A film festival that began over the weekend in Kawasaki has decided not to show a documentary focused on debates over the issue of “comfort women.”
The phrase refers to women who provided sex, including those who did so against their will, for Japanese troops before and during World War II.
The organizer said it could not avoid changing its initial plan of showing the film — “Shusenjo: The Main Battleground of the Comfort Women Issue” — after the city, a co-sponsor of the festival, expressed concerns.
It said the city, which has provided ¥6 million ($55,200) for the Kawasaki Shinyuri Film Festival, was worried about potential problems given that some of the people interviewed in the film by director Miki Dezaki had filed a lawsuit to stop its screening, claiming they had not given permission to appear in a commercial film.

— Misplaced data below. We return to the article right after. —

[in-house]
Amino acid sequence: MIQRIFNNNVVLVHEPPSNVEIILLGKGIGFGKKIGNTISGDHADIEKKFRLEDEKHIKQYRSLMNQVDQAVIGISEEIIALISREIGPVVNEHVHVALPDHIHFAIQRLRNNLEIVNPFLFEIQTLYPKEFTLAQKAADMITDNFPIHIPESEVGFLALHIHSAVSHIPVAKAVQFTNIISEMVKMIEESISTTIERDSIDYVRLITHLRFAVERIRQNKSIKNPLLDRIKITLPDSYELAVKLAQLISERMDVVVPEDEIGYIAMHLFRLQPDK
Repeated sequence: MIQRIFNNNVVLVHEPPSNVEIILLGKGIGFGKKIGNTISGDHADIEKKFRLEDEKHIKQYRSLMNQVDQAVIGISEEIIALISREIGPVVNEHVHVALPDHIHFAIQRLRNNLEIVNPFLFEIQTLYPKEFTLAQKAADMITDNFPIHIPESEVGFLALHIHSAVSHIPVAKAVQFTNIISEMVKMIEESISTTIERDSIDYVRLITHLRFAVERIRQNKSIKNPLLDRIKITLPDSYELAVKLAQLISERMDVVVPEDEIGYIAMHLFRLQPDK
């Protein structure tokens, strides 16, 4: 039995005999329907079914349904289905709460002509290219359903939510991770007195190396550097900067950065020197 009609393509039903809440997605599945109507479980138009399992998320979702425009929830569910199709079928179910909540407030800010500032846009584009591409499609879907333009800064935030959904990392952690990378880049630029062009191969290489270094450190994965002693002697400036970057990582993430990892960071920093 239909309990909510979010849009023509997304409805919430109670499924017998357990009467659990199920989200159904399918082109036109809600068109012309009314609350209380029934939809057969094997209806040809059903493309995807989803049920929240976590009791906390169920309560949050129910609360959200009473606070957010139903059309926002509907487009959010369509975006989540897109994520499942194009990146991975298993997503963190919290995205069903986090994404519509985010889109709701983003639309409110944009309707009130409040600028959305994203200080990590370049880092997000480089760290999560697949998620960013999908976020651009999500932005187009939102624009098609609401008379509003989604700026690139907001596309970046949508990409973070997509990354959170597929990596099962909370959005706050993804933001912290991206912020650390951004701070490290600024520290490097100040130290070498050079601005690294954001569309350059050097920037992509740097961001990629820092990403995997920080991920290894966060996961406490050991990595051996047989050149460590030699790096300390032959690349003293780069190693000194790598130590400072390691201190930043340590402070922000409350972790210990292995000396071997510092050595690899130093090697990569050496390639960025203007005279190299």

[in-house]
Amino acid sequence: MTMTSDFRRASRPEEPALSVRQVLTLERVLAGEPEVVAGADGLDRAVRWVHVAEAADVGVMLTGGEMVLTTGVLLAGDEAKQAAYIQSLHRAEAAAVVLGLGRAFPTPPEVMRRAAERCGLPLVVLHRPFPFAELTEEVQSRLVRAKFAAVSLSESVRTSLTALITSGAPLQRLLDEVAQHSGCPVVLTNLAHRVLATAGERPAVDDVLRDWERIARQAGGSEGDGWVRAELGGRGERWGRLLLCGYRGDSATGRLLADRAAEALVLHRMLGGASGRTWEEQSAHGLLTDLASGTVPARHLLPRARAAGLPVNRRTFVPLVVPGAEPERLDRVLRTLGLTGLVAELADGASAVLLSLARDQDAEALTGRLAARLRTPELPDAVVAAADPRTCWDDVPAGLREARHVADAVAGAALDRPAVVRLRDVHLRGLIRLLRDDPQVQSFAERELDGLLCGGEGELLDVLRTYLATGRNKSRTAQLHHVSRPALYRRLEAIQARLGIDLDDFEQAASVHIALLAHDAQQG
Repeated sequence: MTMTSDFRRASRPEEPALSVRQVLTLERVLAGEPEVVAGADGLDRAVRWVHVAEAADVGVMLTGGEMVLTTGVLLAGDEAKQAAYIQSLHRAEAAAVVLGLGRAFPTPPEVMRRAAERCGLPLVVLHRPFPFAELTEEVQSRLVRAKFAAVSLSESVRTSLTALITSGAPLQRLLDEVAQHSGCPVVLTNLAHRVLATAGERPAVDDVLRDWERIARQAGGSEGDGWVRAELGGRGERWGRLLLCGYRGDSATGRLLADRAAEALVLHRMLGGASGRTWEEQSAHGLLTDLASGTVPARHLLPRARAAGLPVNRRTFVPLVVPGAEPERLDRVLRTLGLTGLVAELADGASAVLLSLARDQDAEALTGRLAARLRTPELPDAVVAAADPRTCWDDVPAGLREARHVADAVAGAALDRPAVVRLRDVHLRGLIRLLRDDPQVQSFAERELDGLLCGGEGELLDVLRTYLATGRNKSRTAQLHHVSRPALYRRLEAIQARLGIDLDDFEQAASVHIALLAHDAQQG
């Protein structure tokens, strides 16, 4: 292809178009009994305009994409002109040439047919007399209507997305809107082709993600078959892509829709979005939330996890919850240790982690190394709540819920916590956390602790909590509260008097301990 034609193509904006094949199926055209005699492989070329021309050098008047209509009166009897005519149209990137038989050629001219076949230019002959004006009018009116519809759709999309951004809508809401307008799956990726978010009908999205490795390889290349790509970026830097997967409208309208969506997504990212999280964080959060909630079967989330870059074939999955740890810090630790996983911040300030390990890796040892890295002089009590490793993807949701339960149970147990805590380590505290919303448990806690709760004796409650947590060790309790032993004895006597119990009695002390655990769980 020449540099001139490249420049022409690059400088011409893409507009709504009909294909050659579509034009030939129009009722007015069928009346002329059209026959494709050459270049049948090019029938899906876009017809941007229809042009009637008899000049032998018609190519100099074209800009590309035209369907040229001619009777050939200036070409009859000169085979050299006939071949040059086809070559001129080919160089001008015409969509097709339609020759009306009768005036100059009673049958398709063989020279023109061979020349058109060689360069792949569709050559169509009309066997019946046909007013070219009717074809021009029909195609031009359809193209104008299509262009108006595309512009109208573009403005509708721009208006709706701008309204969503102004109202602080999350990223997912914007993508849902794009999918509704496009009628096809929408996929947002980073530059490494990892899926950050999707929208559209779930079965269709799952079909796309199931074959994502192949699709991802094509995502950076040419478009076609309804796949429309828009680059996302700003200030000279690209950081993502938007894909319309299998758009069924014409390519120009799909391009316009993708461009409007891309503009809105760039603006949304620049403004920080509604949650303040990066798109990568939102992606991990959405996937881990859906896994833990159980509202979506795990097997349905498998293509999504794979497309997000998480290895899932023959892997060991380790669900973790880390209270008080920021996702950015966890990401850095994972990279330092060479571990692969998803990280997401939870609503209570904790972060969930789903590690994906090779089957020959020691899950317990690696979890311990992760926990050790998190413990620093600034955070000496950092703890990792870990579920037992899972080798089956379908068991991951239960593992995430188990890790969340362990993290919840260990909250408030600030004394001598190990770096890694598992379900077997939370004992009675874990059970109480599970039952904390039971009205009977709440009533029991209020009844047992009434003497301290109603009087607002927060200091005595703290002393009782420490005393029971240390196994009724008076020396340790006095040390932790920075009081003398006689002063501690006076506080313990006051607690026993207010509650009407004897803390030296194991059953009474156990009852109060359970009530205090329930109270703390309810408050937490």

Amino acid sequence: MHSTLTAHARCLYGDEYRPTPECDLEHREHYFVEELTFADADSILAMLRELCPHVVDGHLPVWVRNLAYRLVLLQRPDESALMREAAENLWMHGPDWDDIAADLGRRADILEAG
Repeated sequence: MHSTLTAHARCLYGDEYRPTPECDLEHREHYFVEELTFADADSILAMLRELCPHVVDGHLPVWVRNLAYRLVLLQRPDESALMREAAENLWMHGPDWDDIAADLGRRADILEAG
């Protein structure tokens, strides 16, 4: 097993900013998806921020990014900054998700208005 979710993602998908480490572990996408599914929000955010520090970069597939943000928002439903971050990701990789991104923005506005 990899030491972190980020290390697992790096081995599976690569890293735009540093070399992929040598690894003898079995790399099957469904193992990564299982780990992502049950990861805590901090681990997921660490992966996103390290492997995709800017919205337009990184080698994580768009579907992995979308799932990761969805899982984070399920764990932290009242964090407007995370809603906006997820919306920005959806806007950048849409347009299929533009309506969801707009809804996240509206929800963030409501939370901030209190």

“The festival is organized by mostly volunteers and we made the decision considering safety and management risks,” said Shuji Nakayama, head of the festival. “Given that the festival is financed by taxpayers’ money, it was unavoidable to have a different judgment from a private theater.”
The festival, organized by nonprofit organization Kawasaki Arts with a total budget of ¥13 million, will run through Nov. 4.
The decision prompted an independent film company, Wakamatsu Production, to withdraw the showing of its two movies, criticizing the move as an act of “murdering freedom of expression.”
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